Aaron Thompson brings the ball down the floor in a game against Creighton on Jan. 4. Thompson finished with 10 points and two assists in the contest. Photo by Becca Atchley / Collegian file photo.
JOSH MULLENIX | SPORTS EDITOR | email@example.com
Just one week ago, the Butler men’s basketball team was undefeated in Big East play, hadn’t lost a game since Dec. 10 and was fifth in the newest AP Poll. Now, they are No. 13 in this week’s poll, have lost back-to-back games for the first time this season and have to go on the road to No. 9 Villanova and try to avoid a 3-game losing streak.
In the last seven days, the Bulldogs have lost at home to Seton Hall and on the road to DePaul by double digits. They’ve given up the most points in a game this season — 78 and 79 — setting that bar twice in consecutive games. The defense hasn’t been stellar and the offense hasn’t been much better. Butler has committed 28 turnovers in the last two games and has committed at least 17 in three of its five conference games.
The Wildcats are just a year removed from Big East regular season and conference titles, but a very new squad is taking the court for Jay Wright in 2020. Seasoned veterans Eric Paschall and Phil Booth have moved on, making way for Collin Gillespie and an array of young, talented players led by five-star forward Jeremiah Robinson-Earl and four-star guard Justin Moore.
Here’s what you need to know as the Bulldogs try to avoid a three-game skid against a Villanova team with a different model than years past.
Who: No. 13 Butler (15-3, 3-2 BE) vs. No. 9 Villanova (14-3, 4-1 BE)
When: Jan. 21, 7 p.m.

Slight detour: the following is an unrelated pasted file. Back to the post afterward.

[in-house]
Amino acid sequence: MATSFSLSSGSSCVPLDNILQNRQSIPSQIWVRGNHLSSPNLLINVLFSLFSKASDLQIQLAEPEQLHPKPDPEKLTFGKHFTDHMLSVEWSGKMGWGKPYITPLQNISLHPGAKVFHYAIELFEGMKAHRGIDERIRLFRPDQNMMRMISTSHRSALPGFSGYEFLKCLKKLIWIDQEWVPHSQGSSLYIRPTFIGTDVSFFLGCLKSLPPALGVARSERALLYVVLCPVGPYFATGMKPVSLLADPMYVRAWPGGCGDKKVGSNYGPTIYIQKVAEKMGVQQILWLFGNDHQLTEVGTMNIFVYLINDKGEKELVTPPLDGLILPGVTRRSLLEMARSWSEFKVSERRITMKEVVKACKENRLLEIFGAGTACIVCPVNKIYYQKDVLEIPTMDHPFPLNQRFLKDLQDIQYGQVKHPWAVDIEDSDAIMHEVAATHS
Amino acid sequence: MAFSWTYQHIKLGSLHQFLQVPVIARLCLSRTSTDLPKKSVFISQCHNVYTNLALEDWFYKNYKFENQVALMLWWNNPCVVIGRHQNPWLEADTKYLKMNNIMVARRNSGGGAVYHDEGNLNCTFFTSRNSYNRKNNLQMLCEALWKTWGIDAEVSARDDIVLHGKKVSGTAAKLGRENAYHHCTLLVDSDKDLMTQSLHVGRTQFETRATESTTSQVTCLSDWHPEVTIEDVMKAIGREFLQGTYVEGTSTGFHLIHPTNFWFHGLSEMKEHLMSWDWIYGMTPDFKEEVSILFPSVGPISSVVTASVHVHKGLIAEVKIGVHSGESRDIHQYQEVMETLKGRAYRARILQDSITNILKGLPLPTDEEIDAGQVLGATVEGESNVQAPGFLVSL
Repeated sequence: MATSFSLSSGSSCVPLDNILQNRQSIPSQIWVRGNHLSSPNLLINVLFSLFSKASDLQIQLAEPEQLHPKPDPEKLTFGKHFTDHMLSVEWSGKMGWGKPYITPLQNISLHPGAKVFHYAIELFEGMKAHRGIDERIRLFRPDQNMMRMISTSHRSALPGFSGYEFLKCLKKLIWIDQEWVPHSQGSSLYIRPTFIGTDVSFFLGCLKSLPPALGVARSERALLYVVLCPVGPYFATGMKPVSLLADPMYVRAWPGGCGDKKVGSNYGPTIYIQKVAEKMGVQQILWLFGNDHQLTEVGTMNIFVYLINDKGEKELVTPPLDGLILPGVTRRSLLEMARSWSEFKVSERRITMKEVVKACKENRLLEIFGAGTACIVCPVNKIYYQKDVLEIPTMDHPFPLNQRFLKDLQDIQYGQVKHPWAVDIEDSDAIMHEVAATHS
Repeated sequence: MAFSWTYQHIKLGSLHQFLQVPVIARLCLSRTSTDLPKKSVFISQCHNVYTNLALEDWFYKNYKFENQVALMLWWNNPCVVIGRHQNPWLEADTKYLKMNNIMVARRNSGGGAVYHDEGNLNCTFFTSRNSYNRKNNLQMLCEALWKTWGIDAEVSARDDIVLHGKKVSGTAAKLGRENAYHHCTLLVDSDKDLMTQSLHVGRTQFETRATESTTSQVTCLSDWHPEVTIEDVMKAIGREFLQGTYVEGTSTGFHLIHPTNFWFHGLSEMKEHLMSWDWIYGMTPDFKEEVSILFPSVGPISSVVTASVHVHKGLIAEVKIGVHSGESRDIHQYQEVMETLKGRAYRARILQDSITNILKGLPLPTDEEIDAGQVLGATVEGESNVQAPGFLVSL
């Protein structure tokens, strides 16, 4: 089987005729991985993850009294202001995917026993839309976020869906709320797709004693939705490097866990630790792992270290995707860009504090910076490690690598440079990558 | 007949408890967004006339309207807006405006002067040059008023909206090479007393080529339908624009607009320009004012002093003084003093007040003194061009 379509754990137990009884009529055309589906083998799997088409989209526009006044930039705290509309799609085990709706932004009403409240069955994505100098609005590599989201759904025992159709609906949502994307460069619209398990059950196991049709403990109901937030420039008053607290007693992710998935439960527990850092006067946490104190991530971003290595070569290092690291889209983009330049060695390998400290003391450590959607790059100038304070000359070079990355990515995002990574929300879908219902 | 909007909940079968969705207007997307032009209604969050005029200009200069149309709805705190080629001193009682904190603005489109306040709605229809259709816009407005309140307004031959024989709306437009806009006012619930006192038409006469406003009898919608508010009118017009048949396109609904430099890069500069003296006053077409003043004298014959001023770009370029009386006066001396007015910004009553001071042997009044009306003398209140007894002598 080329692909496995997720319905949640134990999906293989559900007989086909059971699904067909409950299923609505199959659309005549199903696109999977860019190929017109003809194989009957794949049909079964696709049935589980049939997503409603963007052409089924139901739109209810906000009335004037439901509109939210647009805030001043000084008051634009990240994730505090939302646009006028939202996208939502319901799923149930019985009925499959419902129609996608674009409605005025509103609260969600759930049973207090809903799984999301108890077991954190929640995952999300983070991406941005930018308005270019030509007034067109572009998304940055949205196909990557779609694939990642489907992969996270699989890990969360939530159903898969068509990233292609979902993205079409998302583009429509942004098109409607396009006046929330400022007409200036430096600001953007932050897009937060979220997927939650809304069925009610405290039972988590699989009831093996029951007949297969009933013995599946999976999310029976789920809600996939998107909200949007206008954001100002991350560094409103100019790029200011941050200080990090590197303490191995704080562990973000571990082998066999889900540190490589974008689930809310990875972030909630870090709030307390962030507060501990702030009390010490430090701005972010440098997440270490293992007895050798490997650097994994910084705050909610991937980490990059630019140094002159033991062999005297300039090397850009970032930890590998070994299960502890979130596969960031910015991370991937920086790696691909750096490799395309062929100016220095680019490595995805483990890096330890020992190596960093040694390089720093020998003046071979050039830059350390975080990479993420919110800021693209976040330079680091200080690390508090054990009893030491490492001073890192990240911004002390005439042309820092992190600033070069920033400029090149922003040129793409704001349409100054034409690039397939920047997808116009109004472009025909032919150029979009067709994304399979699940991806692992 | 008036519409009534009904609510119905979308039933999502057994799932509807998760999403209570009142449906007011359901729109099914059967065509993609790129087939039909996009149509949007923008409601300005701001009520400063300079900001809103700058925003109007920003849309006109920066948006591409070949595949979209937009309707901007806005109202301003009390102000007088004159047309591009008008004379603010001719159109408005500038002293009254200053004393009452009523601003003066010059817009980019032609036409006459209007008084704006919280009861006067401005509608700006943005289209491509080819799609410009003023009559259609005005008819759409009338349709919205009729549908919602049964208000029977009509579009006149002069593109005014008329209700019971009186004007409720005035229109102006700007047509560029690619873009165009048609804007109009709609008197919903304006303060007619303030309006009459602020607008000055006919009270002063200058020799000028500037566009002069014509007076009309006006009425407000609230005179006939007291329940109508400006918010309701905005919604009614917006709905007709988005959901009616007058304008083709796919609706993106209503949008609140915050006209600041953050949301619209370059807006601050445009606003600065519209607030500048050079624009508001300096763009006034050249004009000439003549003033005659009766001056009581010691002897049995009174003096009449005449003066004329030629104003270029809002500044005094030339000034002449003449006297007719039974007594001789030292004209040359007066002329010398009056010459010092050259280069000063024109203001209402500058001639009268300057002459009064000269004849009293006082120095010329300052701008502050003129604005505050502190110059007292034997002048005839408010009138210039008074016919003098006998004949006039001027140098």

Where: Finneran Pavilion, Villanova, Pennsylvania
How to watch/listen: CBS Sports Network, 93.5 FM/107.5 FM/1070 AM
1. Villanova’s attack is very well-rounded, and it features a player with a similar skill set to DePaul’s Paul Reed.
Without high-powered offensive players like Jalen Brunson, Omari Spellman or Phil Booth, the Wildcat attack is a much larger team effort than normal. For the most part, it’s worked this season. Five different Villanova players average more than 10 points per game and another averages over eight.
Junior guard Collin Gillespie — 14.9 points and 4.5 assists — is the next guard in the long lineage of quality Villanova backcourt players. He’s not quite at the level of Jalen Brunson, very few guards are, but he has stepped in nicely over the last couple of seasons and he’s even better this year. He has five games of more than 20 points this season and is shooting 42% from the field and 38% percent from beyond the arc. Stopping Gillespie makes it much tougher on Villanova offensively.
On the interior, Robinson-Earl has been the most productive presence and is so far the best freshman on the team. The 6-foot, 9-inch forward is averaging 10.8 points and 9.5 rebounds per contest. His build and game mirror another forward — DePaul’s Paul Reed — with some quickness that terrorized Butler in their most recent game. Reed scored 23 points on 8-of-9 shooting in Butler’s 13-point loss in Chicago. Robinson-Earl will put similar pressure on Butler’s defense.